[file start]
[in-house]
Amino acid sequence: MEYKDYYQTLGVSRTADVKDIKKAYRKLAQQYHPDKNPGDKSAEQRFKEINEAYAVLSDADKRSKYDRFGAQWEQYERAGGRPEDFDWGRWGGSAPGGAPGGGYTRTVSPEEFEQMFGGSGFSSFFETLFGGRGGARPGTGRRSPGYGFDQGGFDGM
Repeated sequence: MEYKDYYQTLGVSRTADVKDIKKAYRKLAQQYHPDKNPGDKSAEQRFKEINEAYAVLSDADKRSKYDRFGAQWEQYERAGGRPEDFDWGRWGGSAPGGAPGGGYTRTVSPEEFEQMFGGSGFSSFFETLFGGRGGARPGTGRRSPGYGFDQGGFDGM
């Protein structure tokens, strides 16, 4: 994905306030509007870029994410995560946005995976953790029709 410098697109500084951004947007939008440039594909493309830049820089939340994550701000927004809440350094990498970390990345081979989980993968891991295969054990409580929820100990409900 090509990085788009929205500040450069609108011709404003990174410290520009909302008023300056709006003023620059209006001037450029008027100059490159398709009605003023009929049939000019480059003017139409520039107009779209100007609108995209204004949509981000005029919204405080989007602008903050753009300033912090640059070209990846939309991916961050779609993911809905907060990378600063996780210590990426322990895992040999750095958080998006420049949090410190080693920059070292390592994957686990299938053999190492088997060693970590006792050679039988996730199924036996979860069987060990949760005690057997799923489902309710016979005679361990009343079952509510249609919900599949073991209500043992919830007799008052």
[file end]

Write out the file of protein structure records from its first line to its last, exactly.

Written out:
[in-house]
Amino acid sequence: MEYKDYYQTLGVSRTADVKDIKKAYRKLAQQYHPDKNPGDKSAEQRFKEINEAYAVLSDADKRSKYDRFGAQWEQYERAGGRPEDFDWGRWGGSAPGGAPGGGYTRTVSPEEFEQMFGGSGFSSFFETLFGGRGGARPGTGRRSPGYGFDQGGFDGM
Repeated sequence: MEYKDYYQTLGVSRTADVKDIKKAYRKLAQQYHPDKNPGDKSAEQRFKEINEAYAVLSDADKRSKYDRFGAQWEQYERAGGRPEDFDWGRWGGSAPGGAPGGGYTRTVSPEEFEQMFGGSGFSSFFETLFGGRGGARPGTGRRSPGYGFDQGGFDGM
């Protein structure tokens, strides 16, 4: 994905306030509007870029994410995560946005995976953790029709 410098697109500084951004947007939008440039594909493309830049820089939340994550701000927004809440350094990498970390990345081979989980993968891991295969054990409580929820100990409900 090509990085788009929205500040450069609108011709404003990174410290520009909302008023300056709006003023620059209006001037450029008027100059490159398709009605003023009929049939000019480059003017139409520039107009779209100007609108995209204004949509981000005029919204405080989007602008903050753009300033912090640059070209990846939309991916961050779609993911809905907060990378600063996780210590990426322990895992040999750095958080998006420049949090410190080693920059070292390592994957686990299938053999190492088997060693970590006792050679039988996730199924036996979860069987060990949760005690057997799923489902309710016979005679361990009343079952509510249609919900599949073991209500043992919830007799008052």